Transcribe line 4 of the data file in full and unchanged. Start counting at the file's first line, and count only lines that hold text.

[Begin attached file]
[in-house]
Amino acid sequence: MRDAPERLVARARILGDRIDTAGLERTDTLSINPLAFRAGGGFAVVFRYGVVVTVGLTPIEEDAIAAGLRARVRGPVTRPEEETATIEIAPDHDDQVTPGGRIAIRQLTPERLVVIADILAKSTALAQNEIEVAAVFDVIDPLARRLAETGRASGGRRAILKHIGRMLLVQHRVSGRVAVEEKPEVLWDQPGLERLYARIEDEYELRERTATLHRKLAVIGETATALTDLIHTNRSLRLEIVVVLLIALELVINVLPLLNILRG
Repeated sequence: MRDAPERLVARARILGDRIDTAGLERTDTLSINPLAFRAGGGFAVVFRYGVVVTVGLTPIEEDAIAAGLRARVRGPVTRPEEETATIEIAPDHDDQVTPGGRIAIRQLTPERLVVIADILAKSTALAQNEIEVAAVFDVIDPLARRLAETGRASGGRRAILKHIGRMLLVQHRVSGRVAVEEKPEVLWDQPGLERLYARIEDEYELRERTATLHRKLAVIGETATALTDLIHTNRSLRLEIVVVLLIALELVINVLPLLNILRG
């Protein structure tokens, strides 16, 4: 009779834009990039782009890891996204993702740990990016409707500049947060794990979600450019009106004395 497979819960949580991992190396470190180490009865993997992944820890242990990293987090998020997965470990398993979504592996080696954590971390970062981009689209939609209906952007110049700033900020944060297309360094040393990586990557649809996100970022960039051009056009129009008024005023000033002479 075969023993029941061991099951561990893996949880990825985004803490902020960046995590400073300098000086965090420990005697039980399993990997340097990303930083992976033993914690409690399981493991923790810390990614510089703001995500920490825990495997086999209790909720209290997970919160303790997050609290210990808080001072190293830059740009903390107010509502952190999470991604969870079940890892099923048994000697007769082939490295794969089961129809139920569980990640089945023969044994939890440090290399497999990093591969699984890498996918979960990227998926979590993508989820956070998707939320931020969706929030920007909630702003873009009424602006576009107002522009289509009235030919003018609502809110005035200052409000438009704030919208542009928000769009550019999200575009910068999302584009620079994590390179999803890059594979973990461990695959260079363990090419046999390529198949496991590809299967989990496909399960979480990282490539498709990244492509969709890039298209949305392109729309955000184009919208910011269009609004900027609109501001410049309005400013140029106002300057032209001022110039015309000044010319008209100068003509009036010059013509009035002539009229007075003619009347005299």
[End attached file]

């Protein structure tokens, strides 16, 4: 009779834009990039782009890891996204993702740990990016409707500049947060794990979600450019009106004395 497979819960949580991992190396470190180490009865993997992944820890242990990293987090998020997965470990398993979504592996080696954590971390970062981009689209939609209906952007110049700033900020944060297309360094040393990586990557649809996100970022960039051009056009129009008024005023000033002479 075969023993029941061991099951561990893996949880990825985004803490902020960046995590400073300098000086965090420990005697039980399993990997340097990303930083992976033993914690409690399981493991923790810390990614510089703001995500920490825990495997086999209790909720209290997970919160303790997050609290210990808080001072190293830059740009903390107010509502952190999470991604969870079940890892099923048994000697007769082939490295794969089961129809139920569980990640089945023969044994939890440090290399497999990093591969699984890498996918979960990227998926979590993508989820956070998707939320931020969706929030920007909630702003873009009424602006576009107002522009289509009235030919003018609502809110005035200052409000438009704030919208542009928000769009550019999200575009910068999302584009620079994590390179999803890059594979973990461990695959260079363990090419046999390529198949496991590809299967989990496909399960979480990282490539498709990244492509969709890039298209949305392109729309955000184009919208910011269009609004900027609109501001410049309005400013140029106002300057032209001022110039015309000044010319008209100068003509009036010059013509009035002539009229007075003619009347005299």